/o\ Well, the last example was supposed to be one of what might be good poetry, but the others were intended to be awful. Getting just that exact Hallmark-card-tone of platitudes and bland encouragement is harder than you might think, too!

With the rise of the Internet, bad poetry really might be around forever. Just like "Kung Fu Fighting" refuses to die, thanks to oldies stations. :O
Murielle: Scrunchedmurielle on June 17th, 2017 12:40 am (UTC)
So funny!

I have a confession to make. This Idol season I have written some unlicensed poetry. LOL!

As always brilliantly written. Unlicensed Poets! :-))
The Coalition For Disturbing Metaphorshalfshellvenus on June 19th, 2017 12:36 am (UTC)
Hahaha-- I wrote some as my introduction this year, in fact, but I usually don't write them for Idol unless the piece really wants to be a poem. And WHY that is, when it happens, I really don't know.

I promise not to turn you in to the authorities. ;)
kick_galvanic, zagzagael, skull_theatre: pic#126855595bleodswean on June 18th, 2017 01:42 pm (UTC)
Haha! GREAT response to a truly funny misreading of that headline! I think this could be endlessly explored! And why don't we license the arts???

I was thinking of you the other day, K, and I think you might enjoy this smallish book if you haven't already read it -

https://www.amazon.com/Ella-Minnow-Pea-Novel-Letters/dp/0385722435/ref=sr_1_1?ie=UTF8&qid=1497793323&sr=8-1&keywords=lmnop
The Coalition For Disturbing Metaphorshalfshellvenus on June 19th, 2017 12:53 am (UTC)
I hadn't heard of that book, but it fits in really well with this theme! And with the kind of dystopia shown in "Shades of Grey," where everything has narrowed down to what was included in the manifesto written by the person whose system they now follow... and anything NOT in the manifesto is not addressed with sense. I.e., the manifestor forgot to mention spoons, and as a result no new spoons are manufactured. Instead, they are handed down from one generation to the next, and rarely leave one's person. :O
Rebeccabeeker121 on June 18th, 2017 11:18 pm (UTC)
Heh, poetry licenses. I think you got the curve of this just right, that at first everything would be even more rebellious and then slowly it would all settle into something undemanding.

I love that a sonnet is too long - ugh.
The Coalition For Disturbing Metaphorshalfshellvenus on June 19th, 2017 12:54 am (UTC)
I can so easily see people's standards sliding farther and farther down to the point where anything longer than a limerick seems FAR too long, and anything better written than that is just dense and strange and obviously NOT of quality. :O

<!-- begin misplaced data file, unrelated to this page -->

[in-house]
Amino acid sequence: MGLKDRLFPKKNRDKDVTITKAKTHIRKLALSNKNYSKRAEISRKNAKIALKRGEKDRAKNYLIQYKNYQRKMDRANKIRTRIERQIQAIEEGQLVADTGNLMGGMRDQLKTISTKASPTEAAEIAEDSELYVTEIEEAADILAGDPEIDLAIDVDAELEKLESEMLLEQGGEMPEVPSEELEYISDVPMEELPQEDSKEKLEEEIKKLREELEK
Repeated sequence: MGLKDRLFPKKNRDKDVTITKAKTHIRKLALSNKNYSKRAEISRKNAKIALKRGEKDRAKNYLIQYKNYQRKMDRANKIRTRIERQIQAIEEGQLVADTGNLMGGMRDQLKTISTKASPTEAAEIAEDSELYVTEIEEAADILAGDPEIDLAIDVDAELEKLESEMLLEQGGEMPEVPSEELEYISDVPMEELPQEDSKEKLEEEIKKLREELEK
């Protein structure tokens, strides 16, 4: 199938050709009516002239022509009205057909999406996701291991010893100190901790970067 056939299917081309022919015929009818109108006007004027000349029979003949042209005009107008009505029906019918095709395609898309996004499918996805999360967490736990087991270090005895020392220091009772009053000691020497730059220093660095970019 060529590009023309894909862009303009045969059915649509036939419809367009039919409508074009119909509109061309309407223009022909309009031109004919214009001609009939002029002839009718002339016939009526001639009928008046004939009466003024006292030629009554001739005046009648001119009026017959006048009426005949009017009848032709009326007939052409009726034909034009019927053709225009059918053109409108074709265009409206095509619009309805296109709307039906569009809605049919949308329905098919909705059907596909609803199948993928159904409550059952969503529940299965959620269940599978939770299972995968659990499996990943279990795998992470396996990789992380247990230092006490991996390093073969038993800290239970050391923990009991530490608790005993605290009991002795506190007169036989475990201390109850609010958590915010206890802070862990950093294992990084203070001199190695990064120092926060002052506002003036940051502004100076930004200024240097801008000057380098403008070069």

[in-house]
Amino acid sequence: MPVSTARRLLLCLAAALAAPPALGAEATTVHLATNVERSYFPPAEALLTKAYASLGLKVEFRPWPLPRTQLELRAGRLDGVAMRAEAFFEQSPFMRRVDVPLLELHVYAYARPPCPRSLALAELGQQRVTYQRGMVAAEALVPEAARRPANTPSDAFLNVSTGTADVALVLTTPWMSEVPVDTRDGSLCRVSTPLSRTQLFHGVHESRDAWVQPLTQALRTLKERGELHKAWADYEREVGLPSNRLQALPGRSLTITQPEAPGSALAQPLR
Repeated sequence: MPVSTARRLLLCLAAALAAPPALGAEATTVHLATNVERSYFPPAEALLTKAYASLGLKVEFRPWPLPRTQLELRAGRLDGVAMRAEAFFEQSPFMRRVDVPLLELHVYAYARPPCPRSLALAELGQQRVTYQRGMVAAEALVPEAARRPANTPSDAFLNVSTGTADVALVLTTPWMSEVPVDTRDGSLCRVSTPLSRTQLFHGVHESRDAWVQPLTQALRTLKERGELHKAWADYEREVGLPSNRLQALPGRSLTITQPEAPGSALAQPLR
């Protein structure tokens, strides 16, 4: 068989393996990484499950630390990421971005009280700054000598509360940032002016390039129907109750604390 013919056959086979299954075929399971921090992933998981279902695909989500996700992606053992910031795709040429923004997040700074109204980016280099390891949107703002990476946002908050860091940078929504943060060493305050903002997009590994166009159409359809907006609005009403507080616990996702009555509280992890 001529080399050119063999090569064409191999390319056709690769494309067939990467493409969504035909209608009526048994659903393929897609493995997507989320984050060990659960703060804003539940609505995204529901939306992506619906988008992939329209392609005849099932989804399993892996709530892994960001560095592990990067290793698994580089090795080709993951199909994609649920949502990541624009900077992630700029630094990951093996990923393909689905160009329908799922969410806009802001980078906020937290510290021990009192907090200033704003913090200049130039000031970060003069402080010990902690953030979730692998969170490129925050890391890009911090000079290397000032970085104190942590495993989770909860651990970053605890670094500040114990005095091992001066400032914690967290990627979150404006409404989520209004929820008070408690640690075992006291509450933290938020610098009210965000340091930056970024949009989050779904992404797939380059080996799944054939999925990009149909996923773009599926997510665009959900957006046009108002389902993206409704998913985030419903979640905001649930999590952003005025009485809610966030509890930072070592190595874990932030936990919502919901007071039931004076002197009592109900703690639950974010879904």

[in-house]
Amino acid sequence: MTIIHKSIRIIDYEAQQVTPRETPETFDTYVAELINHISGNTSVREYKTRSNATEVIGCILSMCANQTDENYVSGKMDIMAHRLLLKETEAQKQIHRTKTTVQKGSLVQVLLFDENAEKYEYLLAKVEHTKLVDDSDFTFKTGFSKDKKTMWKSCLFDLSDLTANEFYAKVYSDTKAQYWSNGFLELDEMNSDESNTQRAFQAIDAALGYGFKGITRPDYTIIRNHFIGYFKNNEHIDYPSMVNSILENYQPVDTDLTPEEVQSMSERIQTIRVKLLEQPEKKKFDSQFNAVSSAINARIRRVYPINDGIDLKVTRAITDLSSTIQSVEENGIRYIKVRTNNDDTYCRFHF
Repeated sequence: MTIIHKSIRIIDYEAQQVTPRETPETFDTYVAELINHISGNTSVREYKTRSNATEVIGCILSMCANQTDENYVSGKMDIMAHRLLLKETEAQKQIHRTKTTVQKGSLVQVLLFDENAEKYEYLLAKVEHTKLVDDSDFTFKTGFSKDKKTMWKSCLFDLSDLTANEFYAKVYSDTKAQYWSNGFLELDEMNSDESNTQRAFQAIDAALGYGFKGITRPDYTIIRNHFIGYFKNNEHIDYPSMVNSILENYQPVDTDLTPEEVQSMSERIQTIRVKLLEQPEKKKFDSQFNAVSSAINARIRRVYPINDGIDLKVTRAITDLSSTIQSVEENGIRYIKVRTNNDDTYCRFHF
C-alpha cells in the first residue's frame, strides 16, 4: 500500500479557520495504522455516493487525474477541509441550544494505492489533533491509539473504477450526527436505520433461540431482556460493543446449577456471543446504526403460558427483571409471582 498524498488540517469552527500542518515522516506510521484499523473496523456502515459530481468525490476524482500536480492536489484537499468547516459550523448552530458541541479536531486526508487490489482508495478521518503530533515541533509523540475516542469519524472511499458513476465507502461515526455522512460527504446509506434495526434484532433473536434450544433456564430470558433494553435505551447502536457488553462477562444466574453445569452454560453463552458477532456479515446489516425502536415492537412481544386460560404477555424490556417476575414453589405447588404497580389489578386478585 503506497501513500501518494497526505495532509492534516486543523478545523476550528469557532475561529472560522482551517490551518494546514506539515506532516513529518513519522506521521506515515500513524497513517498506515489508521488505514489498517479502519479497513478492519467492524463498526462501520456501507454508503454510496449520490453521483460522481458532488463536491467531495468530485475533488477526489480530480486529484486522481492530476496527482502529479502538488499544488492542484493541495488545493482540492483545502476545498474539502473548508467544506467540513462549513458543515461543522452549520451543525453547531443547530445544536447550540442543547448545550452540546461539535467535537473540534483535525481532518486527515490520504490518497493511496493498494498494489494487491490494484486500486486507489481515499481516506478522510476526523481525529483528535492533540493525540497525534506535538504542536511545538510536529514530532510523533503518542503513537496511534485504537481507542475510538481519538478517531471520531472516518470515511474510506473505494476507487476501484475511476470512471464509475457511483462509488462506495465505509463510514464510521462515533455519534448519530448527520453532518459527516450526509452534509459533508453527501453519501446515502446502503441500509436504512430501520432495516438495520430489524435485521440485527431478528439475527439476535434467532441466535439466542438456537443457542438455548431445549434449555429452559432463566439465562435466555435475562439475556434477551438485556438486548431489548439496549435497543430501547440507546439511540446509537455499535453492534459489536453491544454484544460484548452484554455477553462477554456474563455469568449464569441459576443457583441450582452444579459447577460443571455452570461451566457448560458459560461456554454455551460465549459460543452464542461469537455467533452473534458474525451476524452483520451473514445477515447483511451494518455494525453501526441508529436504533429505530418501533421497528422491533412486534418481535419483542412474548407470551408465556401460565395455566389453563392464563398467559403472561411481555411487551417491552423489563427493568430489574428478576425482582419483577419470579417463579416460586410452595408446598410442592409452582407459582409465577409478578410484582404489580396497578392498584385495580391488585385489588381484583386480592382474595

Teo Sayseternal_ot on June 19th, 2017 11:27 am (UTC)
Haha...I really enjoyed this one. I was curious about the origin of it and even that made me laugh out loud. Great job here.
The Coalition For Disturbing Metaphorshalfshellvenus on June 20th, 2017 08:42 pm (UTC)
I can imagine several people thought, "Wow, what kind of dystopia have we slipped into? Are things really getting this bad?"

And no, they are not. But darned if the inspiration this gave wasn't better than the truth!
Laura, aka "Ro Arwen": I Love Poemsroina_arwen on June 20th, 2017 02:39 pm (UTC)
Unlicensed Pets vs Poets! Too funny!
The Coalition For Disturbing Metaphorshalfshellvenus on June 20th, 2017 08:42 pm (UTC)
Hahaha-- I thought you might enjoy this one! Did you see the first comment up above? I think the Ogden Nash lover in you will like it very much. :D
Laura, aka "Ro Arwen": Anne Boleyn - Smileroina_arwen on June 21st, 2017 11:15 pm (UTC)
Yes! Very good stuff
Rebecca Sparrow Wanderlustrswndrlst on June 20th, 2017 10:32 pm (UTC)

Frustrated baristas and dog-walkers who didn't earn enough money to buy their way into the system tried to keep their artistry under wraps. They muttered free verse into their phones when they thought no one was listening, or wrote secret longhand odes in loose-leaf notebooks while hiding in closets. 


ha! this is actually me


I am glad to see you kept up with your theme :D
but this one is almost scary

The Coalition For Disturbing Metaphorshalfshellvenus on June 20th, 2017 10:52 pm (UTC)
You could almost see it happening, couldn't you?

And if you must poem, you MUST! Even if no one else ever sees or hears it, art is stronger than mere reward. :)
marlawentmadmarlawentmad on June 23rd, 2017 01:56 am (UTC)

I really love the idea of poetry being at the forefront of society, though!

The Coalition For Disturbing Metaphorshalfshellvenus on June 23rd, 2017 02:38 am (UTC)
The idea that by licensing it and restricting its freedom a little bit, people become more obsessed with it? The forbidden fruit effect. :)

That may very well be better than free and highly ignored. :O